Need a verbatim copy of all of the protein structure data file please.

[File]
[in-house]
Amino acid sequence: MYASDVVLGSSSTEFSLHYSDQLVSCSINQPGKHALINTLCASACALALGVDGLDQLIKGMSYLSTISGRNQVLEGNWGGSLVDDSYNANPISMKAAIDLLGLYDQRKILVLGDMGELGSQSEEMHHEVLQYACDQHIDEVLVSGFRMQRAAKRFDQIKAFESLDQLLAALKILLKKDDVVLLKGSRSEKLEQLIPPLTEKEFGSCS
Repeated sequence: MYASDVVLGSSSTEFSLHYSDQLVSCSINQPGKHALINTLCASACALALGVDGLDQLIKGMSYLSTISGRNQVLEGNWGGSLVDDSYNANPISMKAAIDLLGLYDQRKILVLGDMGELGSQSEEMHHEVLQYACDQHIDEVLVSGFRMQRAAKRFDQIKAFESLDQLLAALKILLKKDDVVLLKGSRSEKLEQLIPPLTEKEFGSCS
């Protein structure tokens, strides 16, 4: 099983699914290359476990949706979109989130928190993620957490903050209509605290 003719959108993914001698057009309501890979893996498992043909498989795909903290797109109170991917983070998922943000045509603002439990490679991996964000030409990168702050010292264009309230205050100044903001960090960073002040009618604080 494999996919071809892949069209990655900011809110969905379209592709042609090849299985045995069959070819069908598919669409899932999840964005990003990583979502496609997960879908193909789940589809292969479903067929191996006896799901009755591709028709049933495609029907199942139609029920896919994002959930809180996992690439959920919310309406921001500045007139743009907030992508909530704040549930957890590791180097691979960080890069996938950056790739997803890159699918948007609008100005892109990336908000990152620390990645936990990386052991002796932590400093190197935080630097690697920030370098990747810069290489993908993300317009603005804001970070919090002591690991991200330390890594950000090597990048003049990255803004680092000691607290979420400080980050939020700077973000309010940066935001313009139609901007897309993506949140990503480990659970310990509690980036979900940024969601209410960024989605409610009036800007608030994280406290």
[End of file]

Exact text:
[in-house]
Amino acid sequence: MYASDVVLGSSSTEFSLHYSDQLVSCSINQPGKHALINTLCASACALALGVDGLDQLIKGMSYLSTISGRNQVLEGNWGGSLVDDSYNANPISMKAAIDLLGLYDQRKILVLGDMGELGSQSEEMHHEVLQYACDQHIDEVLVSGFRMQRAAKRFDQIKAFESLDQLLAALKILLKKDDVVLLKGSRSEKLEQLIPPLTEKEFGSCS
Repeated sequence: MYASDVVLGSSSTEFSLHYSDQLVSCSINQPGKHALINTLCASACALALGVDGLDQLIKGMSYLSTISGRNQVLEGNWGGSLVDDSYNANPISMKAAIDLLGLYDQRKILVLGDMGELGSQSEEMHHEVLQYACDQHIDEVLVSGFRMQRAAKRFDQIKAFESLDQLLAALKILLKKDDVVLLKGSRSEKLEQLIPPLTEKEFGSCS
């Protein structure tokens, strides 16, 4: 099983699914290359476990949706979109989130928190993620957490903050209509605290 003719959108993914001698057009309501890979893996498992043909498989795909903290797109109170991917983070998922943000045509603002439990490679991996964000030409990168702050010292264009309230205050100044903001960090960073002040009618604080 494999996919071809892949069209990655900011809110969905379209592709042609090849299985045995069959070819069908598919669409899932999840964005990003990583979502496609997960879908193909789940589809292969479903067929191996006896799901009755591709028709049933495609029907199942139609029920896919994002959930809180996992690439959920919310309406921001500045007139743009907030992508909530704040549930957890590791180097691979960080890069996938950056790739997803890159699918948007609008100005892109990336908000990152620390990645936990990386052991002796932590400093190197935080630097690697920030370098990747810069290489993908993300317009603005804001970070919090002591690991991200330390890594950000090597990048003049990255803004680092000691607290979420400080980050939020700077973000309010940066935001313009139609901007897309993506949140990503480990659970310990509690980036979900940024969601209410960024989605409610009036800007608030994280406290």